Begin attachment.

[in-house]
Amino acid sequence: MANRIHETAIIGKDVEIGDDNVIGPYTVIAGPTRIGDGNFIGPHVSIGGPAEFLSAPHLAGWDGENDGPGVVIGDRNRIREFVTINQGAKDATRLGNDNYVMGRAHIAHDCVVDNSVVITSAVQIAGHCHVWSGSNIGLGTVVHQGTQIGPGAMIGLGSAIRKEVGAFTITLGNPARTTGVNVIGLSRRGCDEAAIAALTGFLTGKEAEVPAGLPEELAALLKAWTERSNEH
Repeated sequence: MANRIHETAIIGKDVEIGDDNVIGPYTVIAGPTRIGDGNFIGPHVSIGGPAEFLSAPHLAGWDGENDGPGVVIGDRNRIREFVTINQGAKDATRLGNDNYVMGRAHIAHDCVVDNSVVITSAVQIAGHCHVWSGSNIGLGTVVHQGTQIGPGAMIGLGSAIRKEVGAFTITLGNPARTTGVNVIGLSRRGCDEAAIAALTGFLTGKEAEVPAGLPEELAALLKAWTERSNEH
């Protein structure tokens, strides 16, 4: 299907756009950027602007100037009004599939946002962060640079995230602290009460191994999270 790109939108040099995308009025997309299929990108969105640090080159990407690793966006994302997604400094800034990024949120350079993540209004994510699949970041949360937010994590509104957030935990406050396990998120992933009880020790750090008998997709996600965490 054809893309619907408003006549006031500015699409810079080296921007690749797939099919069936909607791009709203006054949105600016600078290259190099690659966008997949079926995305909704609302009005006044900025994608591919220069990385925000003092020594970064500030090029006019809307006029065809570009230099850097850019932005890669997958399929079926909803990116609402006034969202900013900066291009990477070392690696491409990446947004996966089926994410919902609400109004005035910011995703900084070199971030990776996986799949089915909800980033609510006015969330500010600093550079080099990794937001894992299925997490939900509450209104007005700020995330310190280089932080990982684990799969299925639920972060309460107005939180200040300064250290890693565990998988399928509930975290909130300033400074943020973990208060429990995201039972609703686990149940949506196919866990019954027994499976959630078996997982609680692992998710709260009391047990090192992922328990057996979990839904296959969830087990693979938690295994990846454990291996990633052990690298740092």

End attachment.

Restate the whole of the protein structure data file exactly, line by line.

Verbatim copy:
[in-house]
Amino acid sequence: MANRIHETAIIGKDVEIGDDNVIGPYTVIAGPTRIGDGNFIGPHVSIGGPAEFLSAPHLAGWDGENDGPGVVIGDRNRIREFVTINQGAKDATRLGNDNYVMGRAHIAHDCVVDNSVVITSAVQIAGHCHVWSGSNIGLGTVVHQGTQIGPGAMIGLGSAIRKEVGAFTITLGNPARTTGVNVIGLSRRGCDEAAIAALTGFLTGKEAEVPAGLPEELAALLKAWTERSNEH
Repeated sequence: MANRIHETAIIGKDVEIGDDNVIGPYTVIAGPTRIGDGNFIGPHVSIGGPAEFLSAPHLAGWDGENDGPGVVIGDRNRIREFVTINQGAKDATRLGNDNYVMGRAHIAHDCVVDNSVVITSAVQIAGHCHVWSGSNIGLGTVVHQGTQIGPGAMIGLGSAIRKEVGAFTITLGNPARTTGVNVIGLSRRGCDEAAIAALTGFLTGKEAEVPAGLPEELAALLKAWTERSNEH
């Protein structure tokens, strides 16, 4: 299907756009950027602007100037009004599939946002962060640079995230602290009460191994999270 790109939108040099995308009025997309299929990108969105640090080159990407690793966006994302997604400094800034990024949120350079993540209004994510699949970041949360937010994590509104957030935990406050396990998120992933009880020790750090008998997709996600965490 054809893309619907408003006549006031500015699409810079080296921007690749797939099919069936909607791009709203006054949105600016600078290259190099690659966008997949079926995305909704609302009005006044900025994608591919220069990385925000003092020594970064500030090029006019809307006029065809570009230099850097850019932005890669997958399929079926909803990116609402006034969202900013900066291009990477070392690696491409990446947004996966089926994410919902609400109004005035910011995703900084070199971030990776996986799949089915909800980033609510006015969330500010600093550079080099990794937001894992299925997490939900509450209104007005700020995330310190280089932080990982684990799969299925639920972060309460107005939180200040300064250290890693565990998988399928509930975290909130300033400074943020973990208060429990995201039972609703686990149940949506196919866990019954027994499976959630078996997982609680692992998710709260009391047990090192992922328990057996979990839904296959969830087990693979938690295994990846454990291996990633052990690298740092």